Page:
by definintion, crowdsourcing is the act of sourcing tasks traditionally performed by specific individuals to an undefined large group of people or community (crowd) through an open call. When applied to a design project, the contest seeks to replace paid work with spec work, which is essentially work that is only paid for conditionally after completion if accepted, leaving the designer to put out effort on good faith of payment. [clue: professional designers usually work on a payment system, where a deposit and payments are made at project milestones along the way, not after.] the general feeling of the design industry is that spec work, including crowdsourced contests, are frowned upon. when a company decides to replace paid work with a contest, we talk about it and tend to agree it’s not worth our participation. believe me, designers are asked to work for free all the time, and unless you’re saving kittens for the greater good, or you’re my mom, we’d prefer it if you factor the cost of business into your budgets.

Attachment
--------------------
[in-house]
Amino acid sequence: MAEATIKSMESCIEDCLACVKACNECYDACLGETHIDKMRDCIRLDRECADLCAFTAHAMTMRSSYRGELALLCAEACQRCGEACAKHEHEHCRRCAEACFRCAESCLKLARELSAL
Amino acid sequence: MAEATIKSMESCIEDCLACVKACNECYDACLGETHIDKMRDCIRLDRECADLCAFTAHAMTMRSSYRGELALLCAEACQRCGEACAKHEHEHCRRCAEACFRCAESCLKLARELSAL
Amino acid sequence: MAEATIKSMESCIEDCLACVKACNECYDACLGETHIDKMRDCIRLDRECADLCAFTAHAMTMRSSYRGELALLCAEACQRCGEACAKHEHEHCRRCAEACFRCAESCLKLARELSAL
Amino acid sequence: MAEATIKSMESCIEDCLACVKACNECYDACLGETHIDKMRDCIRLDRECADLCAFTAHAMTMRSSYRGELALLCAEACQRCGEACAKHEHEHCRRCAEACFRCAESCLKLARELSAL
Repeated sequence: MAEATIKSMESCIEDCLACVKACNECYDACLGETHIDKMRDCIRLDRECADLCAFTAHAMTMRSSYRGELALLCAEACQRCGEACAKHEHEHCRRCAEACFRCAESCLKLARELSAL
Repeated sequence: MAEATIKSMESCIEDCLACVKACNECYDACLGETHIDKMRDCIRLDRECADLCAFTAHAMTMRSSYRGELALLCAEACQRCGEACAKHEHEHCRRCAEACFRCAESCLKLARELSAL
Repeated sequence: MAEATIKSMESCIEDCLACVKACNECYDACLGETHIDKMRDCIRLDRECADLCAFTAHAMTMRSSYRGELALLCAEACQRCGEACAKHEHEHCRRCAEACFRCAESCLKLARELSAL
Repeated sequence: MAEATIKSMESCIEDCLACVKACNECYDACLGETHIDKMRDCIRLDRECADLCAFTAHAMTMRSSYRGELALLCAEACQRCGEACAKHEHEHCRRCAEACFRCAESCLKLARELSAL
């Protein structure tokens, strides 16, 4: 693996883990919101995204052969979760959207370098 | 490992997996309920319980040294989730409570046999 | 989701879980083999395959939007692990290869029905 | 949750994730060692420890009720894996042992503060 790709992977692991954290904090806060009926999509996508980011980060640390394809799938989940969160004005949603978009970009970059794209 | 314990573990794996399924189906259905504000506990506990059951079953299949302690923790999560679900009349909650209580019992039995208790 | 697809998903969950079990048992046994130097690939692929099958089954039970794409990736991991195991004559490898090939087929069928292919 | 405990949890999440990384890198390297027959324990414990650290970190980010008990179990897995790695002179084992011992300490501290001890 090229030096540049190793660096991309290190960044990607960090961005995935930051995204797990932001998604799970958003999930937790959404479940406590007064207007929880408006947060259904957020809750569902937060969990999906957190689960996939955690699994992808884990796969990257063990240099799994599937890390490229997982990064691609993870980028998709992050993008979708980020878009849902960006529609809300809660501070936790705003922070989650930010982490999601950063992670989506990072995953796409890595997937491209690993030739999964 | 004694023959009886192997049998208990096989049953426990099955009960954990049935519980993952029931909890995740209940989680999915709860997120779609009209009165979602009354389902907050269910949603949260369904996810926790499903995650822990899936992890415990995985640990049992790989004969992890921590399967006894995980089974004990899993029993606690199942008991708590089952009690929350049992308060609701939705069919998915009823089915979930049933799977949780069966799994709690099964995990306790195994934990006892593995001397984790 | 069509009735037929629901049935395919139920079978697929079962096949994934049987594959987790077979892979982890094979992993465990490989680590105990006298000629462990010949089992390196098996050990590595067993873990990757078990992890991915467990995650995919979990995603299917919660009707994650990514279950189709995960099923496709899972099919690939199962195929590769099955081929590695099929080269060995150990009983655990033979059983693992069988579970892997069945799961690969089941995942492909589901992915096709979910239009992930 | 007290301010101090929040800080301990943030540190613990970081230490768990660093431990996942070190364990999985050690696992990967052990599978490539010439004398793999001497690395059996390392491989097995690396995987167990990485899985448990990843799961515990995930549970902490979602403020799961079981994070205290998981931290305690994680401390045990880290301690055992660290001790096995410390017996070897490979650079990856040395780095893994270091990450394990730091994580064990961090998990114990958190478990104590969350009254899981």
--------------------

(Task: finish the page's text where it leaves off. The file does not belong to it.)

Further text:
so, what’s the problem with them?

here’s what they look like: a company announces a contest to design them a poster or a logo or an ad, and after reviewing all entries, the company will select a winner who will get a prize of somewhere around 500 bucks. [clue: this prize is usually far below market value for the design work solicited] on the surface of it, it seems harmless, maybe even fun to the amateur on a lark, but let’s take a closer look. statistically speaking, the likelihood of winning is extremely slim. contests like these usually have legal provisions allowing them to take exclusive rights to ALL work submitted. if you were thinking of showing it in a portfolio as the winner or even as a contributor, think again—the company can demand you make no public reference to the work you did. so let’s get this straight: hundreds of people do the same job, one person gets paid below market value, and all of them get stripped of the ability to promote what they did. is this how we want to treat people who do free work for us?